), presents given (Cic. Att. 2.4
), capital lent out (Liv. 6.20
), and doubtless repayment
of loans and interest thereon; in fact, all money paid out (Ascon. ad
It must not be supposed that it was only actual cash transactions which were
entered in the codex. No doubt all entries were in terms of cash: but the
actual cash payments and receipts ( “Dr. to Cash” and
“Cash Dr. to so and so” ) of our modern book-keeping were
called Arcaria nomina
(Gaius, 3.131, 132).
These stand in opposition to Transcriptitia nomina,
a term to
be explained in connexion with the Litterarum
It is frequently insisted on that the codex exhibits
state of a man's affairs (Cic. Clu. 30
1, 3), and we cannot suppose that all his
transactions would be ready-money ones.
The codex was sufficient for the ordinary householder; but of course those
who had extensive business transactions--such as the state, municipalities,
companies, bankers--had to keep ledgers (rationes, libri
), each personal or nominal account being called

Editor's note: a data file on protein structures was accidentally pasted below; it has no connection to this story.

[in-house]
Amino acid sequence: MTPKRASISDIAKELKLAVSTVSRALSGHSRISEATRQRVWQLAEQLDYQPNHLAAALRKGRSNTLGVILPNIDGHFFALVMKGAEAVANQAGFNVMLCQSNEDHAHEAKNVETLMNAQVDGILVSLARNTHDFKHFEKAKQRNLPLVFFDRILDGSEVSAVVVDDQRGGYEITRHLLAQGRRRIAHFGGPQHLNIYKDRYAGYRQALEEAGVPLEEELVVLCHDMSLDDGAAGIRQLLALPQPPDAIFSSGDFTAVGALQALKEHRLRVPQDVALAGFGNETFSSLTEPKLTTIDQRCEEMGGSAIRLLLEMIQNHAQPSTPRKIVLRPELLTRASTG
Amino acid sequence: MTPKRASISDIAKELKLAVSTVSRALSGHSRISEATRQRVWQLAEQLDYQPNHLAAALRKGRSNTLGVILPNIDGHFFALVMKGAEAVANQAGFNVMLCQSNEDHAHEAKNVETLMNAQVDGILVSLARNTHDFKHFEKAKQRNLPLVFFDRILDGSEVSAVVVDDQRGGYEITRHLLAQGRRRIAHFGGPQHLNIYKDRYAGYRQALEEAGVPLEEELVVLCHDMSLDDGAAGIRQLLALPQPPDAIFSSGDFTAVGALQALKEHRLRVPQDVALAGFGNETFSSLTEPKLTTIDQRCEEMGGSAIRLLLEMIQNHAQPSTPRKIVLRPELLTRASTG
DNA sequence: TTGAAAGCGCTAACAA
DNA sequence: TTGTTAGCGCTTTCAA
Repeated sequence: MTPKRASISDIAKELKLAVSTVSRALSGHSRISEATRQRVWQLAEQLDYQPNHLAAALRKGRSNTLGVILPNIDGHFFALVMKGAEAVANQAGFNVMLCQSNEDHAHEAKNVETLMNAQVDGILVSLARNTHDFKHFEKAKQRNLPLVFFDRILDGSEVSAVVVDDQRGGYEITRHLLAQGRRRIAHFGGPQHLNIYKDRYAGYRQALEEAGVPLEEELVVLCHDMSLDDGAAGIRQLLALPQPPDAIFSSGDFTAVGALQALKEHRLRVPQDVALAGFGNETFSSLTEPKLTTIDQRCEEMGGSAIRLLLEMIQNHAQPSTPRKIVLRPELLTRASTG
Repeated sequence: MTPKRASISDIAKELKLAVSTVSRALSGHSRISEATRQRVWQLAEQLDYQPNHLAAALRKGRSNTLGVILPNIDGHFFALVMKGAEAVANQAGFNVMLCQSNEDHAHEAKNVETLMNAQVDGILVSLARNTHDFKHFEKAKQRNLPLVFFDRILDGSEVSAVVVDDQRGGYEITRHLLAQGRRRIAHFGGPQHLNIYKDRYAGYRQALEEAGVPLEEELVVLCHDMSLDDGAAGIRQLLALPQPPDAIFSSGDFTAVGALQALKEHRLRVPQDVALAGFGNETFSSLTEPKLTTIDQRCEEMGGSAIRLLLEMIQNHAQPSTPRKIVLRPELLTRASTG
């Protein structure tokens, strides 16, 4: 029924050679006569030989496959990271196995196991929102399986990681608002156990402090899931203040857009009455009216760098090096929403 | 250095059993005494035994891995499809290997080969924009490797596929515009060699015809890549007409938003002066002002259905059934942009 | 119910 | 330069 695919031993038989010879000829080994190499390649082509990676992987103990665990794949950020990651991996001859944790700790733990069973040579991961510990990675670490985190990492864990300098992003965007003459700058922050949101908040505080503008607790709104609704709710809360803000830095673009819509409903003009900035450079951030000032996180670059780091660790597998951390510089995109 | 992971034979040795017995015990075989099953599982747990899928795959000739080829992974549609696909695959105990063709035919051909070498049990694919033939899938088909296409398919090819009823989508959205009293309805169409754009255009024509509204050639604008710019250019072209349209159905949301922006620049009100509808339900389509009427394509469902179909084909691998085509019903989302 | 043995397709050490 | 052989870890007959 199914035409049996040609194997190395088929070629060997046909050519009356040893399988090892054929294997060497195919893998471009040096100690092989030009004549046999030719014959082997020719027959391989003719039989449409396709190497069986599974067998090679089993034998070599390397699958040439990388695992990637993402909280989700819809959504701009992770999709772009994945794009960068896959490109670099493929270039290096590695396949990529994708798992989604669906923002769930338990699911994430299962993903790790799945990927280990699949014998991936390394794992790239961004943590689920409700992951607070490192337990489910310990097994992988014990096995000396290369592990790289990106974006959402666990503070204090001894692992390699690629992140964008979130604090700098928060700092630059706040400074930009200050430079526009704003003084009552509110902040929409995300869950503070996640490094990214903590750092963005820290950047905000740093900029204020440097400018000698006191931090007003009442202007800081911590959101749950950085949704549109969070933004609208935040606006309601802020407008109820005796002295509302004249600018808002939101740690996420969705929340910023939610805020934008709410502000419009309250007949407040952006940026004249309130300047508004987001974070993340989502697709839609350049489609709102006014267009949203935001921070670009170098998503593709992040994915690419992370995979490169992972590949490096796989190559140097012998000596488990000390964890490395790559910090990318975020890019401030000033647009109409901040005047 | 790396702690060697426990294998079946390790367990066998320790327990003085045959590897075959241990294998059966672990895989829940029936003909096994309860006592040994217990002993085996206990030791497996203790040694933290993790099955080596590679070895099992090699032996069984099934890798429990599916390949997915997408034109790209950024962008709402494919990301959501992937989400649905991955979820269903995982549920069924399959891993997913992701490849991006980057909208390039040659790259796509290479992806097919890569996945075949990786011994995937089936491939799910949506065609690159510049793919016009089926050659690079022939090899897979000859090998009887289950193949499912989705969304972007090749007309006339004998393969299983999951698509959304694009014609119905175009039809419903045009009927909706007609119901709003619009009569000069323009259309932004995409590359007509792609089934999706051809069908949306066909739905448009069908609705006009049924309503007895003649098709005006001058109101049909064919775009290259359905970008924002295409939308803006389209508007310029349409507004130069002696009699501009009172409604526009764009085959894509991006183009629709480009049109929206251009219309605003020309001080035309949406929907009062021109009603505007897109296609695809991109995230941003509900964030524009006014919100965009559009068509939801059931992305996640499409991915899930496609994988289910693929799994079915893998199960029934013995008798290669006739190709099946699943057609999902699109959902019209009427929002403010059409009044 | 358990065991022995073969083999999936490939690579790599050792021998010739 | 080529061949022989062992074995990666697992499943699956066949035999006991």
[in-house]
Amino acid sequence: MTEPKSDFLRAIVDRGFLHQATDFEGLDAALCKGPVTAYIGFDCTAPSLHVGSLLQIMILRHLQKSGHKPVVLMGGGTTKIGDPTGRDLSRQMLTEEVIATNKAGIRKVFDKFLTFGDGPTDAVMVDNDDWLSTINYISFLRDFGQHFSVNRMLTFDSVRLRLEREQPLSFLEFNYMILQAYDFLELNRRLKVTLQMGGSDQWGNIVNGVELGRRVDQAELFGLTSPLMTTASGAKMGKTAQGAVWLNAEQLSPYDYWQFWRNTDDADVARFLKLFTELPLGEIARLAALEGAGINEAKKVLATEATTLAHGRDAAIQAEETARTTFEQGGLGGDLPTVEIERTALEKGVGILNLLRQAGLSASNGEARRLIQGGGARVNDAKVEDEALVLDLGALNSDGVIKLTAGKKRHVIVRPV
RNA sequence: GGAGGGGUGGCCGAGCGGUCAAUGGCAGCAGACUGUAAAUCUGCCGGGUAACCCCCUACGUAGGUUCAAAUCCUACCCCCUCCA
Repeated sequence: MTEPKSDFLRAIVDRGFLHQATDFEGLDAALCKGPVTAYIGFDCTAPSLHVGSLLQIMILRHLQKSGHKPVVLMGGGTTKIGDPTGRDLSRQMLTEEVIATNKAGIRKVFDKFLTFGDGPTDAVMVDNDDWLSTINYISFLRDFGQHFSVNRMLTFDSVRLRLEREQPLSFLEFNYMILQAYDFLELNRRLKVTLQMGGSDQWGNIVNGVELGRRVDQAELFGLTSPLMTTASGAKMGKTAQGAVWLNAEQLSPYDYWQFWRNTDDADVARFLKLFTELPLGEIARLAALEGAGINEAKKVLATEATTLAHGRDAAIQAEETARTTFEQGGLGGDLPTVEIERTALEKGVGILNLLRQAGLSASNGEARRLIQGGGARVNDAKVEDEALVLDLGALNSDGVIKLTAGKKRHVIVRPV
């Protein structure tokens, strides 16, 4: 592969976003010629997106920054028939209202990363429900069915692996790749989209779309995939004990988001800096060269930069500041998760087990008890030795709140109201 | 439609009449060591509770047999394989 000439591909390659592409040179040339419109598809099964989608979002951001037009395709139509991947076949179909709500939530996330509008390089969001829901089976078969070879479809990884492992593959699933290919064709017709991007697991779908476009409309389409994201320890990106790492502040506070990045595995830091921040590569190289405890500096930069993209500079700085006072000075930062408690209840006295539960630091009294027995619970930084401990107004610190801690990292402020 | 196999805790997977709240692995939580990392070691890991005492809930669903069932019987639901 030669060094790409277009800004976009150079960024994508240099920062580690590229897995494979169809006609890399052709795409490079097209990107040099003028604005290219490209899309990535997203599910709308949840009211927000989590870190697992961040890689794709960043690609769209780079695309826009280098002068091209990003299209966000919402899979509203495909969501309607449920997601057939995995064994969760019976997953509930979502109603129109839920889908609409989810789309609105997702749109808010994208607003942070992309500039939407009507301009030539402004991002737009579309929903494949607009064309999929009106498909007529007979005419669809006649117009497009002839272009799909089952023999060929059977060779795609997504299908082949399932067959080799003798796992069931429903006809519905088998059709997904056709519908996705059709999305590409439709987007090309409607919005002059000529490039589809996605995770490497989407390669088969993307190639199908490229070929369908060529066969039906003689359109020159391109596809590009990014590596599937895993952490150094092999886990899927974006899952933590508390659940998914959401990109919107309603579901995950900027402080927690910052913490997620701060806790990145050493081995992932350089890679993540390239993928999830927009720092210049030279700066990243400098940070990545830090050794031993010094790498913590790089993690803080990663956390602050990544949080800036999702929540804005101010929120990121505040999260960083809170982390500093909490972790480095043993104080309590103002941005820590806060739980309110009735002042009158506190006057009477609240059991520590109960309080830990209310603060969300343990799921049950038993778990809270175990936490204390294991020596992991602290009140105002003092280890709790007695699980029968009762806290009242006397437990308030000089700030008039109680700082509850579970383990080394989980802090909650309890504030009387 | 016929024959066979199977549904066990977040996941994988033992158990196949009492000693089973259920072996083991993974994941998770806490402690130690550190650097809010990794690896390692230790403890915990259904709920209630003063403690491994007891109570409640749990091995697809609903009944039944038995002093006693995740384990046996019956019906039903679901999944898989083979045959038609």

Private individuals too, who had
large property, had often to keep separate books for different heads of
their business; e. g. the calendaria,
accounts of investments made and--dividends received.
For other points, such as the relation of Transcriptitia
to the codex, and the importance of the latter in
establishing a literal obligation, see LITTERARUM OBLIGATIO
and the literature cited under
that head; but more especially for the codex, H. Schüler, Die Litterarum obligatio,
1842, pp. 6-32; E.
Pagenstecher, De Litterarum obligatione et de rationibus
tam domesticis quam argentariorum,
1851, pp. 13-26; and, above
all, W. Rein, Das Privatrecht der Römer,